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Karl Popper's Three Worlds of Knowledge Cheat Sheet by

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Introd­uction

One of the more popular episte­mology models (except for perhaps in the traini­ng/­lea­rni­ng/­beh­avioral sciences) is Sir Karl Popper's writings on the Three Worlds of Knowledge. The behavioral sciences (knowl­edg­e/l­ear­nin­g/m­ana­gement profes­sions) seem to prefer and stay within the realm of Michael Polanyi's concept of tacit and explicit knowledge. However, Polanyi's episte­mology is narrower and has a limited basis for unders­tanding knowledge as compared to Popper's work, which provides a broader episte­mol­ogical founda­tion.

World 1 The physical universe

It consists of the actual truth and reality that we try to represent, such as energy, physics, and chemistry. While we exist in this world, we do not always perceive it and then represent it correctly.

World 2 Our subjective personal percep­tions

World 2 is our subjective personal percep­tions, experi­ences, and cognit­ion. It is what we think about the world as we try to map, represent, and anticipate or hypothesis in order to maintain our existence in an every changing place. Personal knowledge and memory form this world, which are based on self-r­egu­lation, cognition, consci­ous­ness, dispos­itions, and processes. Note that Polanyi's theory of tacit and explicit knowledge is based entirely within this world.

World 3 Sum of Objective Products of the Mind

World 3 is the sum total of the objective abstract products of the human mind. It consists of such artifacts as books, tools, theories, models, libraries, computers, and networks. It is quite a diverse mixture. While knowledge may be created and produced by World 2 activi­ties, its artifacts are stored in World 3.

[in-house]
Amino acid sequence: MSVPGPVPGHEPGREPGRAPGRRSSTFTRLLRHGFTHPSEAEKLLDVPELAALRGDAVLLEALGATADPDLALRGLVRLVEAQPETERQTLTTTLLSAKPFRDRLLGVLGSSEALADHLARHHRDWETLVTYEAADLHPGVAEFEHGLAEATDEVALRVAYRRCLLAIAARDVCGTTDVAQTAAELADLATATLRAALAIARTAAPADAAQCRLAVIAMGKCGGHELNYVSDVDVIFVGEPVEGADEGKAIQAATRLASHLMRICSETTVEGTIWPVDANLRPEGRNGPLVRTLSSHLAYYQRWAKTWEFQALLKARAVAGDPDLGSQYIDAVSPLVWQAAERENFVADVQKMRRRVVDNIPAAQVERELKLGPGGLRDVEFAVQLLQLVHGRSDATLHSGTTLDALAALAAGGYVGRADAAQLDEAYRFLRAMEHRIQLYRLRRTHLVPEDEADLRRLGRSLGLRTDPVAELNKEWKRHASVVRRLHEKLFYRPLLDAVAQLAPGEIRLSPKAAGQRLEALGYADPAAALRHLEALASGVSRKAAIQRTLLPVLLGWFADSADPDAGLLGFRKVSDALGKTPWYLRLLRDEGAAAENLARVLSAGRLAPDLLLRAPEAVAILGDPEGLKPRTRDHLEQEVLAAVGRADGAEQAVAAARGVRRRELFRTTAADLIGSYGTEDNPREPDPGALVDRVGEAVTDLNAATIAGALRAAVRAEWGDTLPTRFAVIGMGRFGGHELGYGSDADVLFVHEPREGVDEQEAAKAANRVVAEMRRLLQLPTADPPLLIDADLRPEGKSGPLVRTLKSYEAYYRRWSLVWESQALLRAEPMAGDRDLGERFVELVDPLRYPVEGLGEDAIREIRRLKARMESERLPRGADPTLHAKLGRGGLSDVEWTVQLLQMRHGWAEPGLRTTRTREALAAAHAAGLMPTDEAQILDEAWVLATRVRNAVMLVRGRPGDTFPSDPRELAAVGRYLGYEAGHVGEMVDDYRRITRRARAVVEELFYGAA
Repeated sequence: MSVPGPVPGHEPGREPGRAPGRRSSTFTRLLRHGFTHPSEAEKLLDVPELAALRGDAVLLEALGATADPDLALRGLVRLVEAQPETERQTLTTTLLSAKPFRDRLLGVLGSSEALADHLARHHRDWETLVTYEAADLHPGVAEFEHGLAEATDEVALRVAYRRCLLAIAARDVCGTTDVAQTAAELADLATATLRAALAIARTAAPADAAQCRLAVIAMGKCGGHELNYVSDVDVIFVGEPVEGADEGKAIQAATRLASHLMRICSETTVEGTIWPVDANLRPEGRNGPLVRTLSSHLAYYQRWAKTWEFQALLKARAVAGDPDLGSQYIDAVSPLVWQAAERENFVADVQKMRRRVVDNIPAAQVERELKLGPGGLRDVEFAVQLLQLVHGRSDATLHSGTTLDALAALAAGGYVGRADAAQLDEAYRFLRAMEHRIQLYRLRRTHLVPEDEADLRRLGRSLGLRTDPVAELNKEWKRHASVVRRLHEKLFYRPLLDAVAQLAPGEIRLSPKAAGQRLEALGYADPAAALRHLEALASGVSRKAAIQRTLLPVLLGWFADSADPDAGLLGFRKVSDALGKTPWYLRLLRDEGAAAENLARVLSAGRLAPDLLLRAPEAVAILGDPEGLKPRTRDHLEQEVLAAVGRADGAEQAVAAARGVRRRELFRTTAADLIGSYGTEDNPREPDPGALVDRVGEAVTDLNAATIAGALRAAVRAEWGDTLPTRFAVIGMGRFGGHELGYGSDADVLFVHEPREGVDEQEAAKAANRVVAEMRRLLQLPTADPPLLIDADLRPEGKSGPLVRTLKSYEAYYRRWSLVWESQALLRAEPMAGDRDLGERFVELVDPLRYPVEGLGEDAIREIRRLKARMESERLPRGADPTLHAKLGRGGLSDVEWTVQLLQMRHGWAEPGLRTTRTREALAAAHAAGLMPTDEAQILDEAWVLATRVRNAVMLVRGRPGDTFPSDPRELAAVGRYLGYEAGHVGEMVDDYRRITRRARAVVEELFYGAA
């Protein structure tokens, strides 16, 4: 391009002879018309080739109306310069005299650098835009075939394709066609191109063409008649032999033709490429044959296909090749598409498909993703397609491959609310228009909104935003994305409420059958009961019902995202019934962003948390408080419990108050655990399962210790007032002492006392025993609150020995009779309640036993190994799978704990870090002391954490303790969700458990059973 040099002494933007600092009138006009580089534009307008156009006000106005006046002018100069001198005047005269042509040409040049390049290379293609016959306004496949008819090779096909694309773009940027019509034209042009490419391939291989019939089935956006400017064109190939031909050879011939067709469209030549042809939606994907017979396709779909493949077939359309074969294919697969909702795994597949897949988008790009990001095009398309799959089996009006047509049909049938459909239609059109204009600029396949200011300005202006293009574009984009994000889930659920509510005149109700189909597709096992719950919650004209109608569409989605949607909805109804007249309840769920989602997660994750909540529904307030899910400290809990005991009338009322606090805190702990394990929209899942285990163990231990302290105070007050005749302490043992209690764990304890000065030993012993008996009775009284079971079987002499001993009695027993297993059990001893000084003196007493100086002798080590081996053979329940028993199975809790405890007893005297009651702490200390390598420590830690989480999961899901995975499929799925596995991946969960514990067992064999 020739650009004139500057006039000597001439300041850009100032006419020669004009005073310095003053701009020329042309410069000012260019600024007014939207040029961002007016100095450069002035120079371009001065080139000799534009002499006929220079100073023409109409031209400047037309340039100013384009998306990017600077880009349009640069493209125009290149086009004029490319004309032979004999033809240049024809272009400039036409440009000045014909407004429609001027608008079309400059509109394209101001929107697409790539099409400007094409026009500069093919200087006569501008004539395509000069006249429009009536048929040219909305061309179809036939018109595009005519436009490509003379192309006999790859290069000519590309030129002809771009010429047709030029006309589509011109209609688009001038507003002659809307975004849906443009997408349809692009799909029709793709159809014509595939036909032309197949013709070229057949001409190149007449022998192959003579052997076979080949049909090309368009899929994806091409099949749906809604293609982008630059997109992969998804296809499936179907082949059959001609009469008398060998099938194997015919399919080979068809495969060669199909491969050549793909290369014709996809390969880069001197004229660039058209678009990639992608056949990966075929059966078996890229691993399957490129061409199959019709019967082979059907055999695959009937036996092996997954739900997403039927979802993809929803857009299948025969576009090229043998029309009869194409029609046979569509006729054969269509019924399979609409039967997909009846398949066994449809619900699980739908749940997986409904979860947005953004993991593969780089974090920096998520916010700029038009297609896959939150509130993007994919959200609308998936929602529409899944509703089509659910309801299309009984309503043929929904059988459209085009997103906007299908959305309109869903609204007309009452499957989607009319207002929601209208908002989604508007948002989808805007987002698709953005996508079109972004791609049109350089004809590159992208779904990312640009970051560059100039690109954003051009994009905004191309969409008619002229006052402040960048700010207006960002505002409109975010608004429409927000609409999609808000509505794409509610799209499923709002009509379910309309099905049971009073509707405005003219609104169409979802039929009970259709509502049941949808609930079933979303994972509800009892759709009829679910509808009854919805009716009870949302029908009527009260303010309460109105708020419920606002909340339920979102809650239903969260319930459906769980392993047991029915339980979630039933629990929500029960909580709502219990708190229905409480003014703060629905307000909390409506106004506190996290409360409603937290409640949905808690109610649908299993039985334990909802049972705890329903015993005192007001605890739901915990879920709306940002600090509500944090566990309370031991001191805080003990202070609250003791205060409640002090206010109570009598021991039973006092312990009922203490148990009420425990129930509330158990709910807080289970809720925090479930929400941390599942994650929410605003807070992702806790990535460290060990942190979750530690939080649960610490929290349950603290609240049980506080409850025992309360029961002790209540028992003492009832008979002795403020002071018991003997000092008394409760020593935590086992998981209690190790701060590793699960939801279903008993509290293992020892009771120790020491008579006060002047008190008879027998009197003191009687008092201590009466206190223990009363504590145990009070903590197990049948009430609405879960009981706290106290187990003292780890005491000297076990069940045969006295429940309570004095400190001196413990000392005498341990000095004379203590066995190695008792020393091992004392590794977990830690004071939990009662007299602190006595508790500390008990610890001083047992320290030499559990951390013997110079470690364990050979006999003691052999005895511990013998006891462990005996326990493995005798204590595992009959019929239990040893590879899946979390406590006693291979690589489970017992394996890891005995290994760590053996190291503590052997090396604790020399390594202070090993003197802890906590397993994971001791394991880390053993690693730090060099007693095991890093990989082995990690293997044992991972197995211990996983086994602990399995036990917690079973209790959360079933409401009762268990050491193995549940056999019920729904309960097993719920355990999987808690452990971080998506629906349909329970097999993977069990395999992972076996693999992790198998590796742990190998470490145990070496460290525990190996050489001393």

Example: a claw-h­ammer, Maslow's hierarchy of needs, and Godel's proof of the incomp­let­eness of arithm­etic. Popper also includes genetic heredity (if you think about it, genes are really nothing more than a biological artifact of instru­cti­ons).
 

Popper Knowledge

Relati­onship Between Worlds

And of course, there are various relati­onships between these three worlds:

World 1 drives and enables world 2 to exist, while world 2 tries to control and regulate world 1.
World 2 produces world 3, while world 3 helps in the recall and the traini­ng/­edu­cat­ion­/de­vel­opm­ent­/le­arning of world 2.
World 3 describes and predicts world 1, while world 1 is the inferred logic of world 3.

In addition, since world 2 is composed of people, we can use our senses to cut across boundaries and observe and test the exchanges and relati­onships of worlds 1 and 2. Thus, knowledge surrounds us (world 1), becomes a part of us (world 2), and is then stored in historical contents and contexts by us (world 3 artifa­cts).

In this framework are two different senses of knowledge or thought:

Knowledge in the subjective sense, consisting of a state of mind with a dispos­ition to behave or to react [cogni­tion].
Knowledge in an objective sense, consisting of the expression of problems, theories, and arguments.

While the first is personal, the second is totally indepe­ndent of anybody's claim to know — it is knowledge without a knowing subject.

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